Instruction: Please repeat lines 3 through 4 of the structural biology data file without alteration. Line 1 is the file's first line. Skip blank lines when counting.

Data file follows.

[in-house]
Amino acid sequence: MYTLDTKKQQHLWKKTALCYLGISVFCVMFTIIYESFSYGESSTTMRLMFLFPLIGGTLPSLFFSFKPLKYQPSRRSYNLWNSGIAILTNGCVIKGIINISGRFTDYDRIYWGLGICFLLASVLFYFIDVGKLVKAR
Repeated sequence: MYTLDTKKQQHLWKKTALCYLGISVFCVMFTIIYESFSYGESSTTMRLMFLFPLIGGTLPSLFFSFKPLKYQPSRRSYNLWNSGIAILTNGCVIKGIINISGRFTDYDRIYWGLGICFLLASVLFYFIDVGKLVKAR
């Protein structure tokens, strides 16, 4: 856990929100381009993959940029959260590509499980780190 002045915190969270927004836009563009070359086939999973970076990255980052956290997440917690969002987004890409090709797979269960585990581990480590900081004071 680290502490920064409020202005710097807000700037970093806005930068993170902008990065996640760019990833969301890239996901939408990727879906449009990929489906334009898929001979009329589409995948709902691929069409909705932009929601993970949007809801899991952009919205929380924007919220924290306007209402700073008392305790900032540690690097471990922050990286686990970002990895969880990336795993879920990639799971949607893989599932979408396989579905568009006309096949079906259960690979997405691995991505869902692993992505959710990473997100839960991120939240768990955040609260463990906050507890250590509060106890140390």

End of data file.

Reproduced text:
Repeated sequence: MYTLDTKKQQHLWKKTALCYLGISVFCVMFTIIYESFSYGESSTTMRLMFLFPLIGGTLPSLFFSFKPLKYQPSRRSYNLWNSGIAILTNGCVIKGIINISGRFTDYDRIYWGLGICFLLASVLFYFIDVGKLVKAR
């Protein structure tokens, strides 16, 4: 856990929100381009993959940029959260590509499980780190 002045915190969270927004836009563009070359086939999973970076990255980052956290997440917690969002987004890409090709797979269960585990581990480590900081004071 680290502490920064409020202005710097807000700037970093806005930068993170902008990065996640760019990833969301890239996901939408990727879906449009990929489906334009898929001979009329589409995948709902691929069409909705932009929601993970949007809801899991952009919205929380924007919220924290306007209402700073008392305790900032540690690097471990922050990286686990970002990895969880990336795993879920990639799971949607893989599932979408396989579905568009006309096949079906259960690979997405691995991505869902692993992505959710990473997100839960991120939240768990955040609260463990906050507890250590509060106890140390």